Excerpts from another great memoir over on the JPRI site:
“The radio went dead. All the servants had long disappeared–stealing everything they could carry.
I locked all the doors and shutters and stayed in the dark. The planes were flying very low now, using the tramcar lines along the boulevard as a guide. When they opened up with their machine-guns, I guessed that the troops were near.
It was a long, long night. When dawn arrived, I couldn’t understand the sudden quiet, and ventured to the gate to look up to the main street. Imagine my astonishment when I saw thousands of troops marching softly past, carrying or riding bicycles! I learned later that 75,000 men entered Soerabaya that day.
I stayed locked in the house waiting for them to come for me, as I knew they would. It was dark before the hammering started on the door. I was terrified, but knew I had to hide it. So, carrying Jackie in my arms I opened the door. There were six storm troopers with fixed bayonets at the entrance. They pushed past me yelling for everybody to come out. They looked very tired, unshaven, hot and dirty and very violent.”
“On a diet of rice and vegetable soup (a cup of each) three times a day, the casualties soon started to appear. The fat women seemed to show it first as they lost weight so quickly. The thin ones like myself lost weight, but it didn’t show so badly. Luckily I liked rice so had no trouble swallowing it. There were no eggs, meat, fruit or milk. We were allowed a spoon of sugar each per day.
The Japanese insisted that everything delivered as food went into the pot. There were no peelings, and even the greens of carrots were thrown in–but still there was not enough to go around. Many of the growing children were very hungry.
If it had not been so frightening it would have been interesting to see how quickly signs of malnutrition started to show–stomachs and ankles started to swell. Another inexplicable thing to me was that from the moment I was interned, until I was released I never menstruated once. Also although I ate exactly the same food, my ankles never swelled.
Soon dysentery swept through the camp and in the heat the smell was terrible, and of course people began to die. I was so grateful I had brought along Jackie’s pot, for we both used it throughout internment and didn’t catch dysentery.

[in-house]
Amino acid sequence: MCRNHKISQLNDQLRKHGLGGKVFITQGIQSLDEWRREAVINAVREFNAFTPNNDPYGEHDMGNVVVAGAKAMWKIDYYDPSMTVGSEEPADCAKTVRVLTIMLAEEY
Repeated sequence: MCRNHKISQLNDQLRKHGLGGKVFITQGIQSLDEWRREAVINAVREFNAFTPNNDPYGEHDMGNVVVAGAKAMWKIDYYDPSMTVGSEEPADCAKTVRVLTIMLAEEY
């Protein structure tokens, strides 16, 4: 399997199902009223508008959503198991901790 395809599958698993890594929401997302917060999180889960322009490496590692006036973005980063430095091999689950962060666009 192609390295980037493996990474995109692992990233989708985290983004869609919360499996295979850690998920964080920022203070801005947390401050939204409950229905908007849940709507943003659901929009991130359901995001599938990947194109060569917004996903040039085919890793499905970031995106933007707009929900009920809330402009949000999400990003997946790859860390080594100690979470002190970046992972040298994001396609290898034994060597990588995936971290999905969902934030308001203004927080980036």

I know how badly the men were treated in their camps, but I think the plight of the women has perhaps not been truly understood. They had their children to care for, and had to watch them go hungry. They were suddenly deprived of their wealth and position in society–and the aggravation amongst themselves was tragic to watch. Of course all classes were thrown together–we were only numbers now.”
“Kimura ordered her out of the office and walked her to the middle of the compound, where everybody could see. It was dark, and I could only see shadows in the background. My legs felt weak and my stomach sick. He started to beat her up, and when I say “beat,” I really mean it. He slapped her about the face with his open hand until it started to look like raw beefsteak. All the time he was giving me a running commentary of what he was doing. Although swollen and raw no blood flowed from her face. He then hit her ears, carefully demonstrating to me how he cupped his hands to avoid breaking her eardrum. She was reeling from side to side until she fell unconscious to the ground.
He turned away as a cat from a dead mouse. She didn’t amuse him any more.
I called out for help after he had gone and a few women came out and helped me get her to the hospital. We were in luck for once. Earlier in the day I had interpreted for the doctor, who thought she had a diphtheria victim and needed ice. Surprisingly, we got some brought in and we now packed this over the woman’s swollen face. Just as Kimura had said, you couldn’t see a mark on her next day!”
What an amazing story. This woman went through some crazy hardships and survived; go read the whole paper.